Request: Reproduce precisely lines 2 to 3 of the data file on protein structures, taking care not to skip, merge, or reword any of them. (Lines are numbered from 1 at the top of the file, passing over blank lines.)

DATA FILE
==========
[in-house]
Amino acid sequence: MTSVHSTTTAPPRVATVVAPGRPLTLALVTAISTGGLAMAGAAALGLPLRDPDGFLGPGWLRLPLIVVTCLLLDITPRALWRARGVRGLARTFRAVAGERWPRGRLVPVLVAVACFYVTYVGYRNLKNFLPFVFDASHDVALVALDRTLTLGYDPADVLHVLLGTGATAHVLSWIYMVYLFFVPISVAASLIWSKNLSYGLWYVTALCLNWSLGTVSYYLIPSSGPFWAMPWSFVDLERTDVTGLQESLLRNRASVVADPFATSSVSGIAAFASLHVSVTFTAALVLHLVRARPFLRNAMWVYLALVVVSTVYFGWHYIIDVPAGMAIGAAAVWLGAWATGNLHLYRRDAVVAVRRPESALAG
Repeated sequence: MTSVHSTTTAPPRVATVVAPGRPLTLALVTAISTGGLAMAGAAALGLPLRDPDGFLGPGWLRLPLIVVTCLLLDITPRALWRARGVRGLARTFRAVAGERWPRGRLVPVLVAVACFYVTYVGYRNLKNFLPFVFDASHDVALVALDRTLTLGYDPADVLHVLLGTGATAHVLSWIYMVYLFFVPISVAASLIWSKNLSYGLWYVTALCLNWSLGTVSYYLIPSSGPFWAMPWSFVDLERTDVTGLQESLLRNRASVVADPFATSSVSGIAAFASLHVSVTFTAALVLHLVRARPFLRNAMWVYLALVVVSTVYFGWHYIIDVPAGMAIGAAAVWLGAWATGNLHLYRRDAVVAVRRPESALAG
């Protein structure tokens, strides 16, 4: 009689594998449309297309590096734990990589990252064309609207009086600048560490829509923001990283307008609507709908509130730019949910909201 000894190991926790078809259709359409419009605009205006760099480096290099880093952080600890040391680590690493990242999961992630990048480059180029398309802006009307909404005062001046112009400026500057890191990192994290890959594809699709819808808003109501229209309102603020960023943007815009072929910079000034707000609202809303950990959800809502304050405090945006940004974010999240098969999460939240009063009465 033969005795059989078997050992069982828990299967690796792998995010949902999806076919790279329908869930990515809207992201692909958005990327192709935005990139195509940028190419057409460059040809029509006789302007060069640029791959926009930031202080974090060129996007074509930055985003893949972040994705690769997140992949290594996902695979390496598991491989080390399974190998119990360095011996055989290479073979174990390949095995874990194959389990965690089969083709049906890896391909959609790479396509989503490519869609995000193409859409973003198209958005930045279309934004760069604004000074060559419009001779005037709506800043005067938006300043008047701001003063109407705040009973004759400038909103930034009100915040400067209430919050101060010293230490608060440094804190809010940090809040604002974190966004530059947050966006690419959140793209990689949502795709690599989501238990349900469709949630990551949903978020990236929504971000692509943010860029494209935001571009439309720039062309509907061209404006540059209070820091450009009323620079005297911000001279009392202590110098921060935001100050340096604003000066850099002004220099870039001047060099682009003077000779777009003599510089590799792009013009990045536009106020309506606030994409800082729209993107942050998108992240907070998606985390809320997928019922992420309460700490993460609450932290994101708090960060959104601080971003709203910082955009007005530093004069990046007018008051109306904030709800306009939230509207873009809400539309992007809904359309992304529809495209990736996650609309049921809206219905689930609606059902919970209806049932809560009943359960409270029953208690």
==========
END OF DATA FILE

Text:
Amino acid sequence: MTSVHSTTTAPPRVATVVAPGRPLTLALVTAISTGGLAMAGAAALGLPLRDPDGFLGPGWLRLPLIVVTCLLLDITPRALWRARGVRGLARTFRAVAGERWPRGRLVPVLVAVACFYVTYVGYRNLKNFLPFVFDASHDVALVALDRTLTLGYDPADVLHVLLGTGATAHVLSWIYMVYLFFVPISVAASLIWSKNLSYGLWYVTALCLNWSLGTVSYYLIPSSGPFWAMPWSFVDLERTDVTGLQESLLRNRASVVADPFATSSVSGIAAFASLHVSVTFTAALVLHLVRARPFLRNAMWVYLALVVVSTVYFGWHYIIDVPAGMAIGAAAVWLGAWATGNLHLYRRDAVVAVRRPESALAG
Repeated sequence: MTSVHSTTTAPPRVATVVAPGRPLTLALVTAISTGGLAMAGAAALGLPLRDPDGFLGPGWLRLPLIVVTCLLLDITPRALWRARGVRGLARTFRAVAGERWPRGRLVPVLVAVACFYVTYVGYRNLKNFLPFVFDASHDVALVALDRTLTLGYDPADVLHVLLGTGATAHVLSWIYMVYLFFVPISVAASLIWSKNLSYGLWYVTALCLNWSLGTVSYYLIPSSGPFWAMPWSFVDLERTDVTGLQESLLRNRASVVADPFATSSVSGIAAFASLHVSVTFTAALVLHLVRARPFLRNAMWVYLALVVVSTVYFGWHYIIDVPAGMAIGAAAVWLGAWATGNLHLYRRDAVVAVRRPESALAG